Plastic straws are out. Literally, as they will be banned in the EU as of next year. So, not only do coffee shops, restaurants and hotels need to look for alternatives, we, too, should finally make the switch to reusable straws.
Why use a reusable straw?
Because plastic straws cause a lot of harm to the environment. Americans alone use and dump 500 million plastic straws per day. They are so small and lightweight, a lot of them are blown out of the bins and end up in rivers and in the ocean where they kill more than 1 million seabirds and mammals every year.
Have you seen that video of the poor turtle that got a plastic straw stuck in its nose? That's just one example.
Plastic straws are only needed by people with disabilities, the rest of us can easily do without them.
As with everything that comes in contact with food, you have to clean your reusable straw thoroughly. If you are concerned with hygiene, glass straws are probably the best choice. They are see-through and have a smooth surface. However, all the straws I have came with a fitting cleaning brush, so it should not be an issue to keep them clean. If you take good care of your straw it can last a lifetime.
Well, it's difficult to say. They all have their pros and cons and it depends on what's important to you. I prefer the natural feel of bamboo, but everyone has to make that decision for themselves.
(By the way, other than bamboo cups, which were tested to contain dangerous artificial chemicals, bamboo straws are 100 percent natural and safe.)
Pros: Bamboo is a renewable material that grows in abundance in Asia and doesn't need fertilizers or pesticides (you can read more about bamboo here). Bamboo straws are therefore completely natural, organic and chemical-free. You just take a stalk, dry it, cut it into equally long pieces and there you have your straw. Since it's a natural product, no two straws are the same. I have 14 of them and they all vary in diameter. Some are wider and perfect for smoothies and thicker drinks while others are smaller and can be used for water or soda.
They are also really sturdy and lightweight. Perfect for carrying to your favorite bar.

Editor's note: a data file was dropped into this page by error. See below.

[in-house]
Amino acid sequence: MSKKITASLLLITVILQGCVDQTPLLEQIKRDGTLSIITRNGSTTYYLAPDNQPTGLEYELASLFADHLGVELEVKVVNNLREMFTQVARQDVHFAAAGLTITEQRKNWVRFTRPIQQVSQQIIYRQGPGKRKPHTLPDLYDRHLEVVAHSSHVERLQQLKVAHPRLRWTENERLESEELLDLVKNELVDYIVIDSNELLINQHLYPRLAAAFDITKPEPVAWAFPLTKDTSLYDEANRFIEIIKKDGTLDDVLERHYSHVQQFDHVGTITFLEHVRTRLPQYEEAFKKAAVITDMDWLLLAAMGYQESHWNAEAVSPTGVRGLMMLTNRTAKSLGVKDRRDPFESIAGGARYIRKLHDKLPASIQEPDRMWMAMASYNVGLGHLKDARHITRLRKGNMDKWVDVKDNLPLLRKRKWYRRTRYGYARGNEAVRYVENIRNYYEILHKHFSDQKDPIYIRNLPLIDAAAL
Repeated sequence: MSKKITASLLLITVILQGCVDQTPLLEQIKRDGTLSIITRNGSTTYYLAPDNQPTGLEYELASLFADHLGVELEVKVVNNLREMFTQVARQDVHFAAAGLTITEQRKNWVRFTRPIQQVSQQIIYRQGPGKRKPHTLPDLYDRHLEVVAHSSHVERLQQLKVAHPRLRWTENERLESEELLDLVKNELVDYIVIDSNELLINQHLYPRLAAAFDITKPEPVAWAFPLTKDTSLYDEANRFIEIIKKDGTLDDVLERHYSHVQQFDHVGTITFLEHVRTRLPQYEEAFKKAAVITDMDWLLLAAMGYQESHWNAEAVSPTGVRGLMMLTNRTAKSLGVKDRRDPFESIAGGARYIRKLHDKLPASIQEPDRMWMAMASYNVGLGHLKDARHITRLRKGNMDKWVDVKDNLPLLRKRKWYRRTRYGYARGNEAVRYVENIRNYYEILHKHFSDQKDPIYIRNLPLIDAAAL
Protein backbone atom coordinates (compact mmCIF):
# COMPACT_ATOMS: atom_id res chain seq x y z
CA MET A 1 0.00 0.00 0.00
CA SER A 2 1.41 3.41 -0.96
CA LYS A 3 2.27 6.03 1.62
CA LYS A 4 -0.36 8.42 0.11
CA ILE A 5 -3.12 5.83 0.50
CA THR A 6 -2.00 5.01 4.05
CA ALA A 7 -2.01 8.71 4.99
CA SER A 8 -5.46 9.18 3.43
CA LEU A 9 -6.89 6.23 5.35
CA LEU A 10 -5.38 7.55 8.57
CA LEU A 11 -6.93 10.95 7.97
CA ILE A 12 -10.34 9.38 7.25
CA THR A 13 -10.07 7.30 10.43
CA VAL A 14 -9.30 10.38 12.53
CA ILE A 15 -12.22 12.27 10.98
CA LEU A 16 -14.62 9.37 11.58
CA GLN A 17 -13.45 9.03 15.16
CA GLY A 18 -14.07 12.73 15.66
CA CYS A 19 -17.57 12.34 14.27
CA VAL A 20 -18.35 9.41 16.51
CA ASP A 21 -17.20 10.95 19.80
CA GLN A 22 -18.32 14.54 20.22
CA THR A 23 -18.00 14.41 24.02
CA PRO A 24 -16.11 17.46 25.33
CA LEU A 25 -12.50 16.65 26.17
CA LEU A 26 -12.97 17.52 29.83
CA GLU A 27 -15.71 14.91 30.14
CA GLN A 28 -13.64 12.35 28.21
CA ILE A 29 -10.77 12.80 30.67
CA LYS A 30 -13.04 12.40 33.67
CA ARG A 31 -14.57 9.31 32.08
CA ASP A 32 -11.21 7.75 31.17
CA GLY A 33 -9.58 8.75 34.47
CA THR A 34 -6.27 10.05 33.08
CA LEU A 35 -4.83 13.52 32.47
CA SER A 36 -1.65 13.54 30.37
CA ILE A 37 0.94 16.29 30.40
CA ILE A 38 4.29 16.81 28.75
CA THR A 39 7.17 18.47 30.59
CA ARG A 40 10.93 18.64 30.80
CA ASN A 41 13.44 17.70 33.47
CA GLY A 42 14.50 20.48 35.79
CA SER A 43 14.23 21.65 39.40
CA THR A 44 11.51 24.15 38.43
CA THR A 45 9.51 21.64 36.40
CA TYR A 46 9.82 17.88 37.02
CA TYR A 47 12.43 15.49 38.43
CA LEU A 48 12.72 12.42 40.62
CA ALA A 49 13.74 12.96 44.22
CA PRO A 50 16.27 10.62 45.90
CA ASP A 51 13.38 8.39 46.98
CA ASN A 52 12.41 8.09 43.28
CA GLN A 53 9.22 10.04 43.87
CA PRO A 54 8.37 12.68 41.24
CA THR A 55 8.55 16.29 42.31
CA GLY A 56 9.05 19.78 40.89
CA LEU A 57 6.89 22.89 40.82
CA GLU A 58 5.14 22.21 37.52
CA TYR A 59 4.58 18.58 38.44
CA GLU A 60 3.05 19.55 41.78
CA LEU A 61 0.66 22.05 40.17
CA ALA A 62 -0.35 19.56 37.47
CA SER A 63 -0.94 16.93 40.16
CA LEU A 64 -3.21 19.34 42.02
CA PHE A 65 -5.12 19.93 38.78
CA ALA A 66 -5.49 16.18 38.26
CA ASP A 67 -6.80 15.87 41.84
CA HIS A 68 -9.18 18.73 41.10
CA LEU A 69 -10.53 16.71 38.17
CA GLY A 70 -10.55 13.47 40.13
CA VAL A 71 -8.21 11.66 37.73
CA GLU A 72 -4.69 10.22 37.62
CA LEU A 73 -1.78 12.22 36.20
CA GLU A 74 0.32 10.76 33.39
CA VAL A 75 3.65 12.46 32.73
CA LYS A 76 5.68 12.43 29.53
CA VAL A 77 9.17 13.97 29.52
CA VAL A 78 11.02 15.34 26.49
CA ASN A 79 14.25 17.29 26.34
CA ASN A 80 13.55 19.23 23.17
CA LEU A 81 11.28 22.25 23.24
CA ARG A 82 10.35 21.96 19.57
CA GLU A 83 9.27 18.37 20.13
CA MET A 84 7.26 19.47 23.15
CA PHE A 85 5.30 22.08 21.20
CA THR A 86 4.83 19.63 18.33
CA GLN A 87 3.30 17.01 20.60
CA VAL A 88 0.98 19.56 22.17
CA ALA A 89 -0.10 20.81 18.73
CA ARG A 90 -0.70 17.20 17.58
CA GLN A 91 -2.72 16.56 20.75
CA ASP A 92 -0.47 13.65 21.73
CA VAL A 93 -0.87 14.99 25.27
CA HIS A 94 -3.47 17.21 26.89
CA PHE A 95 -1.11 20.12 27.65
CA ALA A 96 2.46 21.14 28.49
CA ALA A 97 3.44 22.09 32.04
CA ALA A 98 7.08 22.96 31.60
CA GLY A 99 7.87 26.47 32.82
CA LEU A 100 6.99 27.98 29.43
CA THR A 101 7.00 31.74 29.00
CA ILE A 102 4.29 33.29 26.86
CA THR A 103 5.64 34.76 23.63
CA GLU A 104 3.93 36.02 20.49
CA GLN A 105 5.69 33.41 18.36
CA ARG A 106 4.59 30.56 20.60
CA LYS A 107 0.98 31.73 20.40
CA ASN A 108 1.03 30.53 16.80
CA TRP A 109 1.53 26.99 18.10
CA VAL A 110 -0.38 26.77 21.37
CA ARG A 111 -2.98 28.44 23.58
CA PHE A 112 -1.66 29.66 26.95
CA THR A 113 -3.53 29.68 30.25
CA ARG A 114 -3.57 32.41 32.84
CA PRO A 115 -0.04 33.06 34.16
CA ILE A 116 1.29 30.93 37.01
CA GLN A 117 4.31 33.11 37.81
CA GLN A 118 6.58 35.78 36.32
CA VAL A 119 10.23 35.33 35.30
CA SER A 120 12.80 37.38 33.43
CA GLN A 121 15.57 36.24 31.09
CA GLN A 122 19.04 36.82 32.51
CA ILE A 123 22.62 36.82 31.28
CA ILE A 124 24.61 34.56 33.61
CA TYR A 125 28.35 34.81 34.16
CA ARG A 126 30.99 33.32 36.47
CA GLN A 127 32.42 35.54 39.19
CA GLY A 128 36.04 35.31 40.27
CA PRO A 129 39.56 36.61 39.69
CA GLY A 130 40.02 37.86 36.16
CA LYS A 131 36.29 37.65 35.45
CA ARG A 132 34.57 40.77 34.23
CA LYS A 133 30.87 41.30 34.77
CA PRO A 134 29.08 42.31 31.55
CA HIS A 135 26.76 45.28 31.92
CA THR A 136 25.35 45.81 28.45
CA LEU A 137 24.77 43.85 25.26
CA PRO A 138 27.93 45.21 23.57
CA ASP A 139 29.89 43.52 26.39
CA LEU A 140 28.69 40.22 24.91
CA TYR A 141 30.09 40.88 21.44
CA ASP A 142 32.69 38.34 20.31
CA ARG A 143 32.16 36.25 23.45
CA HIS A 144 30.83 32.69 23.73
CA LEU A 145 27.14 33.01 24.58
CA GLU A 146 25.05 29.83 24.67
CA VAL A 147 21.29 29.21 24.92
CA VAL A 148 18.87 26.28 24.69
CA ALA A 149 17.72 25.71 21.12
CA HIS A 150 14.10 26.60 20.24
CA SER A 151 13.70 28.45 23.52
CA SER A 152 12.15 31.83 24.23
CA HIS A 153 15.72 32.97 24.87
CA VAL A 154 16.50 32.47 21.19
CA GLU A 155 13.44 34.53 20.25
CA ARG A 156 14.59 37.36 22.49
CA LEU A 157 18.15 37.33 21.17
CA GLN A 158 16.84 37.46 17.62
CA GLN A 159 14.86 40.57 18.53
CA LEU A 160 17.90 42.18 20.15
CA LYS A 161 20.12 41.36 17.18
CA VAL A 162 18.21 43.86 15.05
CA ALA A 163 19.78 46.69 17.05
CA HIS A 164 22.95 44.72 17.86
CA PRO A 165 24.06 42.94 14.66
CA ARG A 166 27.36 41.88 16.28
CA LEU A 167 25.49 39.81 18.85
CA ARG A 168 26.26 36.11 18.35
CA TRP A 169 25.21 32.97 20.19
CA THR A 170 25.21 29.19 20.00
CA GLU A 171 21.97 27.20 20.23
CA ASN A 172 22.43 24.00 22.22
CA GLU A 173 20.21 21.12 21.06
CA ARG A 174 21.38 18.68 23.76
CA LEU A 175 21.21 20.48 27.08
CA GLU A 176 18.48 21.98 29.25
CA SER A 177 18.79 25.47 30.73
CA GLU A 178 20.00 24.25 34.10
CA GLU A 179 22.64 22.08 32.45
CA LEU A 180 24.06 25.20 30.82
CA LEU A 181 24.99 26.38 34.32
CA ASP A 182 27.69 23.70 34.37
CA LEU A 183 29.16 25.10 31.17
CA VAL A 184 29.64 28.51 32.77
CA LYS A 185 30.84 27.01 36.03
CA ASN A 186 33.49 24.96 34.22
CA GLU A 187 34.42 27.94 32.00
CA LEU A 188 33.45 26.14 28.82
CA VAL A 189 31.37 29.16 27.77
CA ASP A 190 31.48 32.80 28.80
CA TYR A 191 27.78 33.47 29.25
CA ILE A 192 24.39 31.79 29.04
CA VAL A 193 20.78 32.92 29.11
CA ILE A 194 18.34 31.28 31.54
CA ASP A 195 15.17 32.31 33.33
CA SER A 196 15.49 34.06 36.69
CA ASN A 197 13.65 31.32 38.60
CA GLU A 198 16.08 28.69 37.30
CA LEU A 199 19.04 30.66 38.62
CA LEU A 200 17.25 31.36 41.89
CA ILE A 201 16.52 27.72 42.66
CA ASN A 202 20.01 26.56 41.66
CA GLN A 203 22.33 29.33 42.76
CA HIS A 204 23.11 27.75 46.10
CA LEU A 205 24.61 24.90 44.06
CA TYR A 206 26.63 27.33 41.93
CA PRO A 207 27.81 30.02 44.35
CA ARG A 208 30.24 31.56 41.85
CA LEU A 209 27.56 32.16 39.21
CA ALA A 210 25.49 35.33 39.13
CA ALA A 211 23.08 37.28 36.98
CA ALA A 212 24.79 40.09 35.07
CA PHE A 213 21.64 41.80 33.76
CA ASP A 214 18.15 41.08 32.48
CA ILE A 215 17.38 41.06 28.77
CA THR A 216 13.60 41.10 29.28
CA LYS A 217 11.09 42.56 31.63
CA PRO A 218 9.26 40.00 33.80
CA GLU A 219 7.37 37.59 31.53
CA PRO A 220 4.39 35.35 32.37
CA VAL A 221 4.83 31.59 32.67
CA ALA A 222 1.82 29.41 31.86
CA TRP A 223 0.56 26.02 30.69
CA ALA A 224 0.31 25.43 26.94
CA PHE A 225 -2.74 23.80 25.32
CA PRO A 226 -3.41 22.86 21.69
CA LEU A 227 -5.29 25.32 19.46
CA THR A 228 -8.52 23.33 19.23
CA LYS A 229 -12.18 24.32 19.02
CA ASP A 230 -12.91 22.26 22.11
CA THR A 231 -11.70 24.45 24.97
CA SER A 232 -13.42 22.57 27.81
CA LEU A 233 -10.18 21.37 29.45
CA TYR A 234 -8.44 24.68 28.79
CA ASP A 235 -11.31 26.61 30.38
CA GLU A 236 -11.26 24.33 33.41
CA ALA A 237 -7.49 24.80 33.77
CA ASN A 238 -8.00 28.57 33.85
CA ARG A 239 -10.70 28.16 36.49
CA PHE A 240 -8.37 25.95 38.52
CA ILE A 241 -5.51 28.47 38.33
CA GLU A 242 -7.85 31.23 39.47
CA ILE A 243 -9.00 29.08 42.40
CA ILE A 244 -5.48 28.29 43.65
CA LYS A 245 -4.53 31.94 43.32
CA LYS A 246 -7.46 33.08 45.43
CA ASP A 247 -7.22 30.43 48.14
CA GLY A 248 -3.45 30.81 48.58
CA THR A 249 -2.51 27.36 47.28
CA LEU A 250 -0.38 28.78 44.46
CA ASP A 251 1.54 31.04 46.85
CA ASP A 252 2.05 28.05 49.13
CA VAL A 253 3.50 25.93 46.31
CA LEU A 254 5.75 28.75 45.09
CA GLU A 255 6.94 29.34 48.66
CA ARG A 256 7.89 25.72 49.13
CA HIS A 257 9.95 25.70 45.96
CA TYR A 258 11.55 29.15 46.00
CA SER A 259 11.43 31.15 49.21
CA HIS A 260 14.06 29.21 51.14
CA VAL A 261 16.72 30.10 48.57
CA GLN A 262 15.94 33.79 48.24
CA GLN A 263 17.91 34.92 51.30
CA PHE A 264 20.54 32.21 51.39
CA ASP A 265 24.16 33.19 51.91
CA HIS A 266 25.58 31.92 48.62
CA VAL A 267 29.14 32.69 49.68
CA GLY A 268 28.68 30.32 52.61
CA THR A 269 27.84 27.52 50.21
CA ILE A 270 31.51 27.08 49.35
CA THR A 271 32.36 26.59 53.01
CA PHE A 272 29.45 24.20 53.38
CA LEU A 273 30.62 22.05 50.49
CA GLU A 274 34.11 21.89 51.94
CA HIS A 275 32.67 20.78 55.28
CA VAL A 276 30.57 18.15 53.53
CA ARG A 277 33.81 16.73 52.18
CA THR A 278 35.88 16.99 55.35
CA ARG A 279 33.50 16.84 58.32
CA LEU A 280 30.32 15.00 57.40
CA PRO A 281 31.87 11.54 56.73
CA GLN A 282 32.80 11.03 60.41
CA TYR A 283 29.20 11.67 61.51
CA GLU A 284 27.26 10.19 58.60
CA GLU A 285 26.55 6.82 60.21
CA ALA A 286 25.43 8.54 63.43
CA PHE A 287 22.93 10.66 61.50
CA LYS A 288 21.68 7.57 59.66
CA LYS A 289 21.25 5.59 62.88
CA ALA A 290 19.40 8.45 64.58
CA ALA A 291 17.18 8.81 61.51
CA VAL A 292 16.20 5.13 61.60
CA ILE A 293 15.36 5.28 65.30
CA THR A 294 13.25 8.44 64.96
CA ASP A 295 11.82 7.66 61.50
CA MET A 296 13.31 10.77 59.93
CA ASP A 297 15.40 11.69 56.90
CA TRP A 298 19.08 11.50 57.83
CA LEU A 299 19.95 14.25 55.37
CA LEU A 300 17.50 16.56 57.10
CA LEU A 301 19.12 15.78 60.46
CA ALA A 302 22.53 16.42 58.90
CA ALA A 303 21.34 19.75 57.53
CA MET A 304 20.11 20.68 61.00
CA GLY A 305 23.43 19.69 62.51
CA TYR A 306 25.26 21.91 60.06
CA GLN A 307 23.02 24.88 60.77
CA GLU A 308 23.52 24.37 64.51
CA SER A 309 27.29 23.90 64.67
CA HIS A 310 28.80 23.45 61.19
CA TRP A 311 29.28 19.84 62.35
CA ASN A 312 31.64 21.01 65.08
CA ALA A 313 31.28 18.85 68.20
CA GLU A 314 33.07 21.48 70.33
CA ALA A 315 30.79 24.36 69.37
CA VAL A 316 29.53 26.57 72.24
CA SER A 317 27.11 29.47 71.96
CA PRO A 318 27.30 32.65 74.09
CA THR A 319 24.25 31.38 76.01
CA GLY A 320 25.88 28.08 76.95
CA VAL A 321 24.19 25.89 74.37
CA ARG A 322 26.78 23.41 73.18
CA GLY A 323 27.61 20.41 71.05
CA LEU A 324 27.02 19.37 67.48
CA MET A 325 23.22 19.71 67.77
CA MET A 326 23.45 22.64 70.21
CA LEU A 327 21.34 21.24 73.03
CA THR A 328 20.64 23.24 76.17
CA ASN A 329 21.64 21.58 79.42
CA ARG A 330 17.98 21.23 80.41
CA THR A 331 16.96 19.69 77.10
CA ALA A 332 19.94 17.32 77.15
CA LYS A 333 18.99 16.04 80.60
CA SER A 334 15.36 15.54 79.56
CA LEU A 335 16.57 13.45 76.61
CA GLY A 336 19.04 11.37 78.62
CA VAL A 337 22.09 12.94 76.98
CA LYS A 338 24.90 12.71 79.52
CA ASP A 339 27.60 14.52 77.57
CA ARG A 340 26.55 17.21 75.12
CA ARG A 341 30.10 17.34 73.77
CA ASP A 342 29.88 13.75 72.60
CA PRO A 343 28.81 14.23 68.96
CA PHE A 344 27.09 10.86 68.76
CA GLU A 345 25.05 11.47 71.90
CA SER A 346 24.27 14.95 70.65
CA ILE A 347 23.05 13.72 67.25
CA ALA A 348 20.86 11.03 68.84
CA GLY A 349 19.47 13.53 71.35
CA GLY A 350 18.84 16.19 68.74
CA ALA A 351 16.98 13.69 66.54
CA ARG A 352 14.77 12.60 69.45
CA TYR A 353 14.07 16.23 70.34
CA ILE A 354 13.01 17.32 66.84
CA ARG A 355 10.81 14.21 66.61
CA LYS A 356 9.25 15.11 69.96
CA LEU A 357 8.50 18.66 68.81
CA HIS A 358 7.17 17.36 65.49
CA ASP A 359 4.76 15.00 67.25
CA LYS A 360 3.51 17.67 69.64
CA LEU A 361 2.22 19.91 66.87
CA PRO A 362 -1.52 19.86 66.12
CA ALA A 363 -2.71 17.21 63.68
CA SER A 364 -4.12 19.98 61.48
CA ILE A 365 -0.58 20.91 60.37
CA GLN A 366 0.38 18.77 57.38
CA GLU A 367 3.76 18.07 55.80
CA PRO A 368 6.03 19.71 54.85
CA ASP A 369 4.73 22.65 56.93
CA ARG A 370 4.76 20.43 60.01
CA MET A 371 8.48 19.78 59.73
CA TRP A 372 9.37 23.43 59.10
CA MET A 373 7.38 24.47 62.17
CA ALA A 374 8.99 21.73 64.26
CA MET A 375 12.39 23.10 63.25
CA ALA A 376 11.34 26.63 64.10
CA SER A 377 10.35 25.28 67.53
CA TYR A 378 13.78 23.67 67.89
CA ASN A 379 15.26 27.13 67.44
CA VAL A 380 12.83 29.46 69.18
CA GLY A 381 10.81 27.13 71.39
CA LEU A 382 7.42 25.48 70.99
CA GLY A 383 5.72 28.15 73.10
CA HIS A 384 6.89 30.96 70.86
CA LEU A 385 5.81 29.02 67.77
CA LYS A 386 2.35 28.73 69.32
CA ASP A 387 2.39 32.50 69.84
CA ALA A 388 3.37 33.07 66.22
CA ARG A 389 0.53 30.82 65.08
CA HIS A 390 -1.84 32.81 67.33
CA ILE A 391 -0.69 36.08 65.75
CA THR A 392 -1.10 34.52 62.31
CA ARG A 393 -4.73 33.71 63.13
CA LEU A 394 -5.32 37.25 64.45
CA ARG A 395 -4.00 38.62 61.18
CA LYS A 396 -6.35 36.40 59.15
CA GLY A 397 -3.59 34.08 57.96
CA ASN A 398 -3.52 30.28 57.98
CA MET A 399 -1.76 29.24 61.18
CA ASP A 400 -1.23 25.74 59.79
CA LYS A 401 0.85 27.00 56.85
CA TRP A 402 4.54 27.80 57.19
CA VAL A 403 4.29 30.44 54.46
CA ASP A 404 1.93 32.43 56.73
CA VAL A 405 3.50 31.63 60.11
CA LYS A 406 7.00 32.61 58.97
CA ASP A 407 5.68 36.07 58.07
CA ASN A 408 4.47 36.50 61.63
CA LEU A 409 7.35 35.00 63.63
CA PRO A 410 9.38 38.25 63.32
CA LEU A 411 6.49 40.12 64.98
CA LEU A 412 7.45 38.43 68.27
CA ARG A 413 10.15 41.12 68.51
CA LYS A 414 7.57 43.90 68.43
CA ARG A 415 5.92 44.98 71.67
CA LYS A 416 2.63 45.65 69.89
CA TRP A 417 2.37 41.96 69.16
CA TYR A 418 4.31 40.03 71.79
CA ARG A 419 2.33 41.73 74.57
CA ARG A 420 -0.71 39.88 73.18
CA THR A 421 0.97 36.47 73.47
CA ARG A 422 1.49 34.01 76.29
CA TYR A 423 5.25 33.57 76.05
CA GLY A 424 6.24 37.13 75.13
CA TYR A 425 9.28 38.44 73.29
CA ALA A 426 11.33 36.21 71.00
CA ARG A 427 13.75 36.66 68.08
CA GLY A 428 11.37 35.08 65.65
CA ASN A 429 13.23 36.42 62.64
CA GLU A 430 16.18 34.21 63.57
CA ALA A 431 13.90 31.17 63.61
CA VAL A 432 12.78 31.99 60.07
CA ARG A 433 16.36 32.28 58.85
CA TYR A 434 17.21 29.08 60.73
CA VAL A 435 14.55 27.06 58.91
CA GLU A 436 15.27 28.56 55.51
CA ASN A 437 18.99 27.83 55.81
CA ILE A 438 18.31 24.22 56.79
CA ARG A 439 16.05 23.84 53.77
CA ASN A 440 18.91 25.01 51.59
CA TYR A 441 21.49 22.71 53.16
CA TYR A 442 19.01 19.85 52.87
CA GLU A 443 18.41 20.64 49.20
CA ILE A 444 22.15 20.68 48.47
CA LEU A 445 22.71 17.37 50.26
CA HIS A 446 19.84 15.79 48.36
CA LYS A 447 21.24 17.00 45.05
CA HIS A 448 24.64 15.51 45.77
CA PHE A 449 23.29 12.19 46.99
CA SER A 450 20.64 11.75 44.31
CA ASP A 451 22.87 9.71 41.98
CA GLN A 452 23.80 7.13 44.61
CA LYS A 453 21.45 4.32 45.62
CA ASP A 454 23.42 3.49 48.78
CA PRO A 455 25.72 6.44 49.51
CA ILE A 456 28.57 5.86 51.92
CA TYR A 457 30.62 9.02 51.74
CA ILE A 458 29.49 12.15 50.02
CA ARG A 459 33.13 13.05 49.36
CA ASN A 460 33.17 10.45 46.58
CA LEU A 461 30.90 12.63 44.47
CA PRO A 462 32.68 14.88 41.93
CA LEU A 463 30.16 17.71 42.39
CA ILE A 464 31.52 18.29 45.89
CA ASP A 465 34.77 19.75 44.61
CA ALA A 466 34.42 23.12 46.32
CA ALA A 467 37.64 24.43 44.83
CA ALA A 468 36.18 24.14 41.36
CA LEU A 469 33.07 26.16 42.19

I love the exotic, tropical feeling they convey, like you're sipping a cocktail at a beach bar somewhere on a remote island.
Cons: The biggest disadvantage, of course, is that bamboo is not a native plant. It grows in Asia and has to be transported here which produces CO2.
Secondly, it is difficult to see if the straws are really clean. Bamboo is a porous wood material, so it's possible that parts of the liquid remain in the wood. On the upside, bamboo is naturally antibacterial. Anyways, you should always clean your straw well and let it dry completely.
Some say that their bamboo straws have a woodsy aftertaste but I could not detect this. You should try it and make up your own mind. I love bamboo straws for the fact that they are completely natural and have no impact on the environment (other than the transport).
You can buy your bamboo straws here.
Pros: Steel straws are virtually indestructible and will last a lifetime, if you take good care of them. You have to make sure they are properly cleaned, though. They are dishwasher safe but I recommend cleaning them manually with the included brush. The diameter is so small that you can't be sure they get cleaned well in the dishwasher. Apart from that, they are pretty sturdy and don't need to be handled with special care, which makes them suitable for hotels, restaurants or travellers. You can even buy a travel set, consisting of an extendable straw and brush - very convenient. I always have one in my handbag.
If you fancy something special, steel straws come in straight or bent versions and beautiful colors. I have a set of small straight, small bent, tall straight and tall bent ones.